• But it is by no means certain that she did not feel it to be wrong that so little notice was taken of them and that her failure (really very gratuitous) to make herself important in the neighbourhood had not much to do with the acrimony of her allusions to her husband’s adopted country.
    Henry James  --  The Portrait of a Lady - Volumes 1 & 2
  • He just walked on, erect, with the new hat cocked and carrying in his hand now that which must have seemed to them the final gratuitous bafflement and even insult, with the committee riding along in the street beside him and not quite parallel, and others who did not happen to have horses at the moment joining in and following the committee in the road, and ladies and children and women slaves coming to the doors and windows of the homes as they passed to watch as they went on in grim…
    William Faulkner  --  Absalom, Absalom!
  • His spirit was piercing, but there has to be mentioned his poor color, age-impoverished and gray; plus the new flat’s ugliness; dullness of certain hours, dryness of days, dreariness and shabbiness—mentioned that the street was bare, dim and low in life, bad; and that there were business thoughts and malformed growths of purpose, terrible, menacing, salt-patched with noises and news, and pimpled and dotted around with lies, both practical and gratuitous.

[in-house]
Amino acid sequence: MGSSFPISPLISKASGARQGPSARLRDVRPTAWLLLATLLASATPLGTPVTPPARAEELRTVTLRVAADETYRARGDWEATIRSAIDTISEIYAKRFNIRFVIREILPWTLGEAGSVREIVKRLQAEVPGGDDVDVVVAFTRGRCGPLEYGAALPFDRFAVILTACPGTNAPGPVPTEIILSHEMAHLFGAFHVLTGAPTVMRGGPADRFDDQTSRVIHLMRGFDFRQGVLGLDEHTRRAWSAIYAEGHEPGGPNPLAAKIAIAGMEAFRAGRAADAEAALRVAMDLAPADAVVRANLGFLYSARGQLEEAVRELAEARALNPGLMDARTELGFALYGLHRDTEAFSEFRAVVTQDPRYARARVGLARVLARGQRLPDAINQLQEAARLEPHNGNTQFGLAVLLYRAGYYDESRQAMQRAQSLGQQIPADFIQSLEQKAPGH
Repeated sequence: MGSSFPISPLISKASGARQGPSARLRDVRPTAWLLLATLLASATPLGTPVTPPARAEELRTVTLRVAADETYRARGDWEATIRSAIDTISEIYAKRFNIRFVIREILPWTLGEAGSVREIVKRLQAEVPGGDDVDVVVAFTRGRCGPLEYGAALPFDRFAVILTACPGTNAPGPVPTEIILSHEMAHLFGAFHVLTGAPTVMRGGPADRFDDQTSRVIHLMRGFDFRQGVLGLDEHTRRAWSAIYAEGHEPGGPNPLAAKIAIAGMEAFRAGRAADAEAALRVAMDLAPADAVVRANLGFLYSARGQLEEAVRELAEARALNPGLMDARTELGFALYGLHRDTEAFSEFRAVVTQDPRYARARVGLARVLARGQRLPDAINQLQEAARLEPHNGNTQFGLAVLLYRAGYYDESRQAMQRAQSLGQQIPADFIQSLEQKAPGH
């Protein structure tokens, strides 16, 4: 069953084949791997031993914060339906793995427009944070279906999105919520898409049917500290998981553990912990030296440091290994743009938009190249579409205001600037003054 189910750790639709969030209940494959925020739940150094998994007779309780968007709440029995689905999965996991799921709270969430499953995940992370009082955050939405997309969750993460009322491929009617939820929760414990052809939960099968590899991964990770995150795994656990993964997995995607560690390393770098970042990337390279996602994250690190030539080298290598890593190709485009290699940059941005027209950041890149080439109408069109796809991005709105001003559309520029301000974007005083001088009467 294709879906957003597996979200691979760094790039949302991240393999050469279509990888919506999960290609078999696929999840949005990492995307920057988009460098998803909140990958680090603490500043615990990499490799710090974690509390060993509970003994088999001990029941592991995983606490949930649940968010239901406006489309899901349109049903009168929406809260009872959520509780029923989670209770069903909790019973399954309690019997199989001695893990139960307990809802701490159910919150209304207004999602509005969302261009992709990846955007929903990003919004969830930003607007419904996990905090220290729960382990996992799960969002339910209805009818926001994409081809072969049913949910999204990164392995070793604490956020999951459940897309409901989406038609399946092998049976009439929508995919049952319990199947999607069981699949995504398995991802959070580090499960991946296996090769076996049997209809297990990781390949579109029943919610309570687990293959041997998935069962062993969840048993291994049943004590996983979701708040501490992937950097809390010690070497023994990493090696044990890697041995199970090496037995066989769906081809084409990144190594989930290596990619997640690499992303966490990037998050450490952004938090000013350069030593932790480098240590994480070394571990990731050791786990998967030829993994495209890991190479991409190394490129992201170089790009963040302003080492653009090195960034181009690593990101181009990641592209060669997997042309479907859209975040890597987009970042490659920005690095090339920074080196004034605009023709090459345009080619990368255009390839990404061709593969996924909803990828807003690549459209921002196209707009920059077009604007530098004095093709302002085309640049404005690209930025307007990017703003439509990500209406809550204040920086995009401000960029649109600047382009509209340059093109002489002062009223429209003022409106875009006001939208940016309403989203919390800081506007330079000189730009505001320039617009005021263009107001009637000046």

Saul Bellow  --  The Adventures of Augie March
  • …full of misery, but for a while she contemplated it firmly, allowing herself, nevertheless, as girls will, to dwell upon the happy life she would have enjoyed had Troy been Boldwood, and the path of love the path of duty—inflicting upon herself gratuitous tortures by imagining him the lover of another woman after forgetting her; for she had penetrated Troy’s nature so far as to estimate his tendencies pretty accurately, but unfortunately loved him no less in thinking that he might soon…
    Thomas Hardy  --  Far from the Madding Crowd
  • He would never stand there again; it was gratuitous dreariness.
    Henry James  --  The American
  • "Tell him about the gratuitous act, Millie," he said.
    John Gardner  --  The Sunlight Dialogues
  • Observe, it was a perfectly gratuitous idea on his part, seeing there has never been any discussion of it between us!
    Fyodor Dostoyevsky  --  The Idiot
  • The Irishman is almost incapable of saying plain yes or no; he must always add some extra and gratuitous asseveration.
    Henry L. Mencken  --  The American Language
  • Whatever her neighboring monarchs thought, she very rarely made hasty decisions, and she didn’t engage in violence gratuitously.
    Megan Whalen Turner  --  Queen of Attolia